Council tax bills for people in Wakefield set to rise as Budget proposals unveiled

Council tax bills are set to rise again for Wakefield households amid rising demand for services, under proposals.

By David Spereall
Friday, 14th January 2022, 10:42 am

Ratepayers are likely to see an increase of 1.99 per cent kick in in April, with a two per cent precept to fund adult social care levied on top of that.

For a Band A property, this will see bills rise by around £40 a year to £1,038.30, once the precept is taken into account.

The leader of Wakefield Council, Denise Jeffery, blamed the increase on a lack of government support for councils and said the move had not been taken "lightly".

Bills will rise by a minimum of £40 a year, once the social care precept is taken into account.

Local authorities across the country are increasing council tax, with inflation and the costs of looking after the most vulnerable people in society spiralling.

Councils generally spend more than half of their budgets on children's services and care for the elderly, but with demand for their help rising, they've lobbied ministers for more cash.

The government's described the financial package they've given councils this year as "comprehensive" and say it represents the biggest cash increase for local authorities in 10 years.

But Wakefield Council says it needs to hike bills to help cover a £32m hole in its finances.

Money raised by the precept is ringfenced and can only be spent on social care.

£3m of that will be covered by the council tax increase, with a further £5m coming from cutbacks.

An extra £17m from the organisation's reserves will be used, with the remainder covered by the rise in the number of homes across Wakefield, which will naturally increase tax receipts.

Coun Jeffery said: "Year on year the government is pulling the rug from under our feet by consistently failing to adequately fund local services.

"Any extra money we are given does not go anywhere near covering the cost of inflation and rising demand for our services, particularly in social care. This inevitably means more pressure on the council budget and on council taxpayers.

Council leader Denise Jeffery said the hike was not a move the authority had taken "lightly".

“The government’s funding model makes it clear that councils are expected to increase council tax if services are to survive. I know this is yet another financial ask of residents and it is not one we have put forward lightly.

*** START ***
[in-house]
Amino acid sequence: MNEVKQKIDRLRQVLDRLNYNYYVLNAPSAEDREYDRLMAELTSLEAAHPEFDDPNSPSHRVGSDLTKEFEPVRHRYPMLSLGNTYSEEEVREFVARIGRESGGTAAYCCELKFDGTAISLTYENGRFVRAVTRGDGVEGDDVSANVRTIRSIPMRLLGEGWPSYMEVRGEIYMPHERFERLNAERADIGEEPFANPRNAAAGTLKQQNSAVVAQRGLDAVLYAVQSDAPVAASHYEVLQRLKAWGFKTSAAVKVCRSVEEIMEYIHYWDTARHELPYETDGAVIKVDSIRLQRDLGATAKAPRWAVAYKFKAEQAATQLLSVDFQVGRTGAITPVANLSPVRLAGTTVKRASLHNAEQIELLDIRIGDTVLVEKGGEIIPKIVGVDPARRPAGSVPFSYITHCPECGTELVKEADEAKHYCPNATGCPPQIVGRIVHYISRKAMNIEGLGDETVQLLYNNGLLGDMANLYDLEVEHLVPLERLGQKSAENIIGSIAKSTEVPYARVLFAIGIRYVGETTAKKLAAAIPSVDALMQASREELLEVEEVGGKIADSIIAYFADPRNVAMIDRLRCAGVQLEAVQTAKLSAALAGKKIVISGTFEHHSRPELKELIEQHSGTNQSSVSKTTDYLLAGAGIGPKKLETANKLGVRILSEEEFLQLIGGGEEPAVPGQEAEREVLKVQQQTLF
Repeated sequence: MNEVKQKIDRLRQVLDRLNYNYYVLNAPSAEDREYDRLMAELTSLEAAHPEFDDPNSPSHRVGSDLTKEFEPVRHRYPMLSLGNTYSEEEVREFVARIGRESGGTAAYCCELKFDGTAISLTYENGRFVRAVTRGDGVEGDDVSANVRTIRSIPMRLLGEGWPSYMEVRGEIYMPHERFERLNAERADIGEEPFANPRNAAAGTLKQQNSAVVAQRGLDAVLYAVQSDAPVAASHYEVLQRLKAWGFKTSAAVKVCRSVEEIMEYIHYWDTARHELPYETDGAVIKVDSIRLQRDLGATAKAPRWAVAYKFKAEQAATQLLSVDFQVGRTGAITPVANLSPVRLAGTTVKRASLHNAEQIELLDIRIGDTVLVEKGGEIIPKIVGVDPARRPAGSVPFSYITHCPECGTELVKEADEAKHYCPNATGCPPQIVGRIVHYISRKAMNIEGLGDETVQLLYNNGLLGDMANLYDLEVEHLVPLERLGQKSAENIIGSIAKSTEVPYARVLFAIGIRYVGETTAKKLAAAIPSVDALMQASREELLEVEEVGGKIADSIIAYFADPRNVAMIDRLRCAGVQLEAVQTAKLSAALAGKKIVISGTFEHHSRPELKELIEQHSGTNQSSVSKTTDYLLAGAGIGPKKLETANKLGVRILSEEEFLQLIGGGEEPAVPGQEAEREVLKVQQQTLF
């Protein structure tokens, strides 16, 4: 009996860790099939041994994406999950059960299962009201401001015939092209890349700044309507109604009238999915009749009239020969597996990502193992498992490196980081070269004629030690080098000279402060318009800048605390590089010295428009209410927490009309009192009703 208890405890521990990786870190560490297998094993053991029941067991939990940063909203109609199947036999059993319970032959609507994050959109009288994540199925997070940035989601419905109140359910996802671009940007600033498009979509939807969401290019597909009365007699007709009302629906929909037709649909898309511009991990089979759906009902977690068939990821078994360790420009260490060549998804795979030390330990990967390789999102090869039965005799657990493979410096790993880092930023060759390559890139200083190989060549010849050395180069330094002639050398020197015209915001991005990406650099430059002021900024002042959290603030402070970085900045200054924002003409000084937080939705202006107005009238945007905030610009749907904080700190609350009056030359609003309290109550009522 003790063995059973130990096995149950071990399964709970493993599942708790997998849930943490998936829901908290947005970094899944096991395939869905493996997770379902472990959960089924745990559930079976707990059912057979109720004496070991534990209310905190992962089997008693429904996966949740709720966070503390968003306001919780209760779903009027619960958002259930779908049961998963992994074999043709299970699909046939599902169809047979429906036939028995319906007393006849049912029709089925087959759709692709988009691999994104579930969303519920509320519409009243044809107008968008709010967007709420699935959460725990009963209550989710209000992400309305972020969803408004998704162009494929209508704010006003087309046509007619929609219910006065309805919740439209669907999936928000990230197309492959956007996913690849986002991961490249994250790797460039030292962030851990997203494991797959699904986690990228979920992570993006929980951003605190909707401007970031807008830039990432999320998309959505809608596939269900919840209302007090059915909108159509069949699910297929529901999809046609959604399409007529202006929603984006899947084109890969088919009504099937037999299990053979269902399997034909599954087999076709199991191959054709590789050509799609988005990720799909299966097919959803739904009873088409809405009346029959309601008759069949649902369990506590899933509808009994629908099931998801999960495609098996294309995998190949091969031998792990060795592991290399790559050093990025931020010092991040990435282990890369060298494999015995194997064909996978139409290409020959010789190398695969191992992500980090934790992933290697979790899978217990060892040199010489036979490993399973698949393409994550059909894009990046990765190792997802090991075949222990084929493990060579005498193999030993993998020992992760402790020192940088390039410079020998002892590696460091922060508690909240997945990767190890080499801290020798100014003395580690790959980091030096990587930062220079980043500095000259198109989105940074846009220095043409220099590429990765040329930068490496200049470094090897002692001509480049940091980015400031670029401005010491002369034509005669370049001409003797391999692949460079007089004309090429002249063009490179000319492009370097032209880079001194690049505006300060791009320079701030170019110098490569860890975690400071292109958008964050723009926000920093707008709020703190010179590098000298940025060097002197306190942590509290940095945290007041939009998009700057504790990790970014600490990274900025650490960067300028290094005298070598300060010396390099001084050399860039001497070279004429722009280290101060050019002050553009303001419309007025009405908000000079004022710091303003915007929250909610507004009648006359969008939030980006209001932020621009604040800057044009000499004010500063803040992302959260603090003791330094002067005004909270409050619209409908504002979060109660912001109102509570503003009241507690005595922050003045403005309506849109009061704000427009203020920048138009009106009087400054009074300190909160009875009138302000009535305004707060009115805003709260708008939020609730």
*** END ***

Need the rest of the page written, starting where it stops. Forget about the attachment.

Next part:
“We are doing everything we can to protect frontline services and invest in areas that matter to our residents and businesses the most. This is a council that is highly ambitious for the people of Wakefield.”

The proposals also include an increase in spending on parks and green spaces in the district and on keeping cemeteries and crematoria tidy.

Extra cash will be set aside to help local businesses, while the council also has to fork out more for National Insurance contributions, which are going up for employees and employers.

The council says it may also have to pay more money in insurance costs to Renewi, which runs local bin collections and waste disposal as part of a multi-million pound contract.

The local authority said that the increase had not been confirmed however and that it remained in negotiations with the company.

The Budget proposals will be put before all 63 of Wakefield's councillors for a debate and vote at the beginning of March.

How the adult social care precept works

The precept was introduced in 2016 to allow councils to raise extra cash themselves to pay for social care, as the government's contribution to the industry declined.

It's applied as a percentage increase on top of a core council tax bill to give a final sum.

So for example, if Wakefield Council's Budget for this year passes, the 1.99 per increase in council tax will see an annual bill for a Band A home rise from £998.08 to £1,017.94.

The precept is then applied by calculating two per cent of £1,017.94 and adding it on, to give a final bill of £1,038.30.

In previous years, any council that wanted to apply a social care precept of more than three per cent had to have the backing of local voters in the form of a referendum.

The government has now lowered that threshold to one per cent, however.

But as Wakefield Council did not apply the maximum amount permitted last year, they can apply a two per cent precept this year without the need for a referendum.

A separate precept is also normally applied by the regional Police and Crime Commissioner to help cover the costs of fighting crime, though in West Yorkshire that responsibility has now been passed to the new elected mayor, Tracy Brabin.

Local Democracy Reporting Service